CBRE|WTW: Homeownership not the be-all and end-all

Foo Gee Jen

KUALA LUMPUR (Jan 23): Perhaps it is high time for a paradigm shift where the absence of homeownership does not imply welfare deprivation, said managing director of CBRE|WTW Malaysia Foo Gee Jen.

“We have first-time homebuyers who are finding difficulty in forking out the down payment or upfront cost to purchase their first home. Perhaps, the ultimate priority is to have a shelter, be it rented or owned,” he said.

Foo, who is also the Association of Valuers, Property Managers, Estate Agents and Property Consultants in the Private Sector Malaysia (PEPS) president, was speaking on the residential market performance and outlook — with an emphasis on affordable housing schemes in Malaysia — at the 11th Malaysian Property Summit organised by PEPS. is the media partner for the event.

According to Foo, affordability is a relative concept where its absolute value varies with income level and wealth.

“Affordability needs to be market-driven because market forces cannot be suppressed coercively; market prices can only be influenced through a demand-supply mechanism.

“Unless a segregated market and system are created for affordable housing, price movement of all residential properties will be dictated by activities in the open market,” he said.

Citing case studies in Hong Kong and Singapore, where most of the population of these countries are residing in public housing schemes, Foo said the Malaysian government should be seen as a gap-stopper in the issue of affordable housing, not the provider.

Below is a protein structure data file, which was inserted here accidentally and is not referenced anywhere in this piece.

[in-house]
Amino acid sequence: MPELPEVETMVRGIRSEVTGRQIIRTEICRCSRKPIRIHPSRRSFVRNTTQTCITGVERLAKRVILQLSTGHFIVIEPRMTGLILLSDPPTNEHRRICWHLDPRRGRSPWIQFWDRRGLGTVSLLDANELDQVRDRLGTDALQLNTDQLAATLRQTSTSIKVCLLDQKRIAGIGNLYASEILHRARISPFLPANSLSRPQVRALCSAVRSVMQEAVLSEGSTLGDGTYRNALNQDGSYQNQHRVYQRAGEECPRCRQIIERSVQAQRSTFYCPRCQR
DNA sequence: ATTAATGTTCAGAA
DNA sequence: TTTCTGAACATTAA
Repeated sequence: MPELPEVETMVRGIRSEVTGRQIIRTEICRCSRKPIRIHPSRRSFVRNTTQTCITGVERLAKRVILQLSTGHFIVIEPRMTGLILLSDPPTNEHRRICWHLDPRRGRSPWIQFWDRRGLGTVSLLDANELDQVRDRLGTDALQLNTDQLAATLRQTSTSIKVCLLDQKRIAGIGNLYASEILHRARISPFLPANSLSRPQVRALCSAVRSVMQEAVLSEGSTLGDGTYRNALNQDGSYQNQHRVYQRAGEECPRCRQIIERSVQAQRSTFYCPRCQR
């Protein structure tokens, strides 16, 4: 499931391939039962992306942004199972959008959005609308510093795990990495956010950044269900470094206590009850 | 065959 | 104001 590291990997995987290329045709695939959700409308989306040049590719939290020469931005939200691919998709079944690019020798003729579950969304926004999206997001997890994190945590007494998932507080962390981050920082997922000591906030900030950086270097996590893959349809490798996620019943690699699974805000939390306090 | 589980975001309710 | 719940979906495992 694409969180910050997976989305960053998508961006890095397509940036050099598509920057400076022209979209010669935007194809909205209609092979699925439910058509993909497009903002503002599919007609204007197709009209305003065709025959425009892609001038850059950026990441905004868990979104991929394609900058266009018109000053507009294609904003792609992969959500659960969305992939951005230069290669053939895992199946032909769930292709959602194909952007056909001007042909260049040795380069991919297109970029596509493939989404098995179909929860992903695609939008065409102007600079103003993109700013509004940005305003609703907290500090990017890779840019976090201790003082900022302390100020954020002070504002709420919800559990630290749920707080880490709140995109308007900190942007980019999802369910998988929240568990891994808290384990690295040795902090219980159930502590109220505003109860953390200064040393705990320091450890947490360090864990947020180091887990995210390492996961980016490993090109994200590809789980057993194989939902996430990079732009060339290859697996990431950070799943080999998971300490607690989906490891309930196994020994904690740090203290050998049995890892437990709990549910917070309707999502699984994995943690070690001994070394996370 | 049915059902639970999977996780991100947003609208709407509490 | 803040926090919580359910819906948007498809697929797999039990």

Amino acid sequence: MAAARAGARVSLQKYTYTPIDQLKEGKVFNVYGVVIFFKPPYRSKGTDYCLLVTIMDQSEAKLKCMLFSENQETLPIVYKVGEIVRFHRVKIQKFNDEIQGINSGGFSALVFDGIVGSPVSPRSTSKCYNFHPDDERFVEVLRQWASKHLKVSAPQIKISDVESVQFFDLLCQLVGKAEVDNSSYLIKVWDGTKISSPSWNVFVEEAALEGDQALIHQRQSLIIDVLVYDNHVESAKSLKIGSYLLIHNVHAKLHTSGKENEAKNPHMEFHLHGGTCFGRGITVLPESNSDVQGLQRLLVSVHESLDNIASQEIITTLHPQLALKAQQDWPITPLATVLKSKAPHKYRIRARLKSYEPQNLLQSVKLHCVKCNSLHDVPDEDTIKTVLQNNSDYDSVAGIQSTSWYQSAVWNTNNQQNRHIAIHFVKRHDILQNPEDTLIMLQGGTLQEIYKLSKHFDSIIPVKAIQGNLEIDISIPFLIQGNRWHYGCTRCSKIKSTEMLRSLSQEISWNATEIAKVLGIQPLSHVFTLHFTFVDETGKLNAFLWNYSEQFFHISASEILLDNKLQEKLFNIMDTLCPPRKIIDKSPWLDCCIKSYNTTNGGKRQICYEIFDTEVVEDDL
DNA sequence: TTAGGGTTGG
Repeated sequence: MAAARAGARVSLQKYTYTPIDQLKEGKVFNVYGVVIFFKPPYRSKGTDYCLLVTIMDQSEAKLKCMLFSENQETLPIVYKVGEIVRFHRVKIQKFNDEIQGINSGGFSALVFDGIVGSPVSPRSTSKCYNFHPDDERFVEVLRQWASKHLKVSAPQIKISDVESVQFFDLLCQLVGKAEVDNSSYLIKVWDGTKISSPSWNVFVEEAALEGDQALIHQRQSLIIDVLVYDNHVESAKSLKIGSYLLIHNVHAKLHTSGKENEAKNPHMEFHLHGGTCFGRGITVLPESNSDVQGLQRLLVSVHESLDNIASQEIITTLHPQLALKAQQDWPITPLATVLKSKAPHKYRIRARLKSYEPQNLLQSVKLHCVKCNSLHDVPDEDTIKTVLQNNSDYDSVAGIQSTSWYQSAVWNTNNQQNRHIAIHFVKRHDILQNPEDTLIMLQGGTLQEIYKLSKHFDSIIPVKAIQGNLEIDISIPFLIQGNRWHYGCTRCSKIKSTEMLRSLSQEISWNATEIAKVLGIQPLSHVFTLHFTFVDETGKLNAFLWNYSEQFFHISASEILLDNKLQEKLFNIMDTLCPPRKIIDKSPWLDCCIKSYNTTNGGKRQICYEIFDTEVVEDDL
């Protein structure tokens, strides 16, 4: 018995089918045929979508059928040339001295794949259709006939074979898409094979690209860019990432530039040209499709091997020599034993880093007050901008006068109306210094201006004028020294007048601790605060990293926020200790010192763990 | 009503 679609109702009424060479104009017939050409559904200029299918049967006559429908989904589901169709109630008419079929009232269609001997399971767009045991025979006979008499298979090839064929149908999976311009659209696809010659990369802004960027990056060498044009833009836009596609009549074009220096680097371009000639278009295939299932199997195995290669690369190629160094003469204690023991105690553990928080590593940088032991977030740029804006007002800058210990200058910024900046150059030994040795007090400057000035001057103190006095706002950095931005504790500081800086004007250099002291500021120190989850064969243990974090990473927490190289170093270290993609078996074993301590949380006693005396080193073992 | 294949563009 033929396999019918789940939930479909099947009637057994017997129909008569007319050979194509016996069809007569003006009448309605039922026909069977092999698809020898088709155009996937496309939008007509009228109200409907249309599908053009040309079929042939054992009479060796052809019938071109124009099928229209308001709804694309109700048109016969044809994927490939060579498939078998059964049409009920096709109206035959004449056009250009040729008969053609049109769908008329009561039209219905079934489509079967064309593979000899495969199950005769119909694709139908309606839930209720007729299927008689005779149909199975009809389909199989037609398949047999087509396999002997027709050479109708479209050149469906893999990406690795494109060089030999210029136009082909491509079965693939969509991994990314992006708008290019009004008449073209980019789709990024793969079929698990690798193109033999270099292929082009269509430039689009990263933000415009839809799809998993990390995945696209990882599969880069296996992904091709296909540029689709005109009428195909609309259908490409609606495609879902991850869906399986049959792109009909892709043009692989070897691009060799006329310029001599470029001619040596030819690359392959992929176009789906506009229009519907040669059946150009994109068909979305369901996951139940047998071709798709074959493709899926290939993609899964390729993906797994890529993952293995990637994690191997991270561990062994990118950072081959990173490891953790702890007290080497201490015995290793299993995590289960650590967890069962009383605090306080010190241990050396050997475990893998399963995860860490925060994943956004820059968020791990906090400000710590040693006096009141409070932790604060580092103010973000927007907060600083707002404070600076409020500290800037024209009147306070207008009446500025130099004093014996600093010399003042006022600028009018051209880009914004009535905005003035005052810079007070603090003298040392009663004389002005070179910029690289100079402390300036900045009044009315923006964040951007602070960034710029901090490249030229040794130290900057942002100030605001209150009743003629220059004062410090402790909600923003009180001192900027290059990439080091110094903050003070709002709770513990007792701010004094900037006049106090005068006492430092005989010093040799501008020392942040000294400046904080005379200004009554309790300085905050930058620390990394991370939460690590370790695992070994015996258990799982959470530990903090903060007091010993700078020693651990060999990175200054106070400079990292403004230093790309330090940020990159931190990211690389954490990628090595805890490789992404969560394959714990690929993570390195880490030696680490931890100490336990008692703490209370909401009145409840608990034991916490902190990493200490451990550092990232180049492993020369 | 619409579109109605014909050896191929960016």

“The market must correct itself and perhaps the best long-term approach is to alleviate the income level of Malaysians.

“The success factors of these schemes [in Hong Kong and Singapore] are: under a single-appointed agency, there is a strong support and facilitation from the government; comprehensive and flexible schemes; equal priority to rental housing — where it’s not all about owning a home; a closely regulated and segregated market; as well as quality public housing,” he added.

Among the solutions for affordable housing policy in Malaysia suggested by Foo are giving more incentives for private developers by the release of state lands, co-sharing of infrastructure costs, centralising policy-making and delivery of affordable housing to eliminate hidden or hindrance costs, streamlining and simplifying application procedures, one-stop data centre to provide information on the market, step-up provision and promotion of rental housing as well as creating a database of tenants’ and landlords' profiles to protect both parties in the rental market.

“Our current tenancy system is in favour of the tenants instead of the landlords — landlords are being held responsible for the fees unpaid and damages to the property. With the database, you can blacklist irresponsible tenants, which is fair for both sides,” he added.

On a related note, Foo also noted that there is a lack of transparency when it comes to city-planning as the last gazetted plan for Kuala Lumpur was in the 1970s, which resulted in an unresponsive supply of homes in the housing market.

“There is a lack of political will in terms of the enforcement of zoning plan. Our KL City Draft Plan 2020 remains a draft,” he said.

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